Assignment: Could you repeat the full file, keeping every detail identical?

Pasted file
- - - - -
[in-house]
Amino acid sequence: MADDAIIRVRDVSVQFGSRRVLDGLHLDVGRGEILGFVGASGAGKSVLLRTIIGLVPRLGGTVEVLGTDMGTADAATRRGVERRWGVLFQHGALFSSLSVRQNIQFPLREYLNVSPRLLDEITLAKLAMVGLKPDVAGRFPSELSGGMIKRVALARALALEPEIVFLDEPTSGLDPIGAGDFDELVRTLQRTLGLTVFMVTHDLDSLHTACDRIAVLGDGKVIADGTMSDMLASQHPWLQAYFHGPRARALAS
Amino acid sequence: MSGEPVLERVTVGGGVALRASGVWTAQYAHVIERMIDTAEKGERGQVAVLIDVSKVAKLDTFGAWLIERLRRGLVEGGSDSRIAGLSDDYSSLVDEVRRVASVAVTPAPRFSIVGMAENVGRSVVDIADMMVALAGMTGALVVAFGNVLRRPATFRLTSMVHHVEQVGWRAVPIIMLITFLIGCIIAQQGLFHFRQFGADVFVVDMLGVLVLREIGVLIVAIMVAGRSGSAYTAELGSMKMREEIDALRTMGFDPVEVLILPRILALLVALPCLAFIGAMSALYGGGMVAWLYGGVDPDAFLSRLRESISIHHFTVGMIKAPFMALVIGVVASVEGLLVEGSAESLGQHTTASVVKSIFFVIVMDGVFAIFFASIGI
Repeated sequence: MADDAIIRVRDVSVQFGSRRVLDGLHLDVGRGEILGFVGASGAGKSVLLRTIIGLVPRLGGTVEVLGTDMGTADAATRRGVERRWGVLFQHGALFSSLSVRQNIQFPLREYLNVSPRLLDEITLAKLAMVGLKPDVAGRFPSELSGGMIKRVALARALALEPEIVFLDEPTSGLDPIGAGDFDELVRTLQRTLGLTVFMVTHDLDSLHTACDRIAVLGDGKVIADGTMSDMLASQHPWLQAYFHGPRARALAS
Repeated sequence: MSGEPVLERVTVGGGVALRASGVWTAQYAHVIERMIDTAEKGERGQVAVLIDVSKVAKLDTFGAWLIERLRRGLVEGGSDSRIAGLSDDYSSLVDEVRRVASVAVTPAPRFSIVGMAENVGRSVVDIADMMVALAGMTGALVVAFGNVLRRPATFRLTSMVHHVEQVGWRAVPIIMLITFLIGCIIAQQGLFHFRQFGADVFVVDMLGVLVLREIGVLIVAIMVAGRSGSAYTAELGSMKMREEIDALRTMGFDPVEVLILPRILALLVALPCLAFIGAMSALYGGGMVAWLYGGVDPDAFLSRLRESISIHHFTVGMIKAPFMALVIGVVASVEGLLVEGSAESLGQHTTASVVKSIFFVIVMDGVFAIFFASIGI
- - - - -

[in-house]
Amino acid sequence: MADDAIIRVRDVSVQFGSRRVLDGLHLDVGRGEILGFVGASGAGKSVLLRTIIGLVPRLGGTVEVLGTDMGTADAATRRGVERRWGVLFQHGALFSSLSVRQNIQFPLREYLNVSPRLLDEITLAKLAMVGLKPDVAGRFPSELSGGMIKRVALARALALEPEIVFLDEPTSGLDPIGAGDFDELVRTLQRTLGLTVFMVTHDLDSLHTACDRIAVLGDGKVIADGTMSDMLASQHPWLQAYFHGPRARALAS
Amino acid sequence: MSGEPVLERVTVGGGVALRASGVWTAQYAHVIERMIDTAEKGERGQVAVLIDVSKVAKLDTFGAWLIERLRRGLVEGGSDSRIAGLSDDYSSLVDEVRRVASVAVTPAPRFSIVGMAENVGRSVVDIADMMVALAGMTGALVVAFGNVLRRPATFRLTSMVHHVEQVGWRAVPIIMLITFLIGCIIAQQGLFHFRQFGADVFVVDMLGVLVLREIGVLIVAIMVAGRSGSAYTAELGSMKMREEIDALRTMGFDPVEVLILPRILALLVALPCLAFIGAMSALYGGGMVAWLYGGVDPDAFLSRLRESISIHHFTVGMIKAPFMALVIGVVASVEGLLVEGSAESLGQHTTASVVKSIFFVIVMDGVFAIFFASIGI
Repeated sequence: MADDAIIRVRDVSVQFGSRRVLDGLHLDVGRGEILGFVGASGAGKSVLLRTIIGLVPRLGGTVEVLGTDMGTADAATRRGVERRWGVLFQHGALFSSLSVRQNIQFPLREYLNVSPRLLDEITLAKLAMVGLKPDVAGRFPSELSGGMIKRVALARALALEPEIVFLDEPTSGLDPIGAGDFDELVRTLQRTLGLTVFMVTHDLDSLHTACDRIAVLGDGKVIADGTMSDMLASQHPWLQAYFHGPRARALAS
Repeated sequence: MSGEPVLERVTVGGGVALRASGVWTAQYAHVIERMIDTAEKGERGQVAVLIDVSKVAKLDTFGAWLIERLRRGLVEGGSDSRIAGLSDDYSSLVDEVRRVASVAVTPAPRFSIVGMAENVGRSVVDIADMMVALAGMTGALVVAFGNVLRRPATFRLTSMVHHVEQVGWRAVPIIMLITFLIGCIIAQQGLFHFRQFGADVFVVDMLGVLVLREIGVLIVAIMVAGRSGSAYTAELGSMKMREEIDALRTMGFDPVEVLILPRILALLVALPCLAFIGAMSALYGGGMVAWLYGGVDPDAFLSRLRESISIHHFTVGMIKAPFMALVIGVVASVEGLLVEGSAESLGQHTTASVVKSIFFVIVMDGVFAIFFASIGI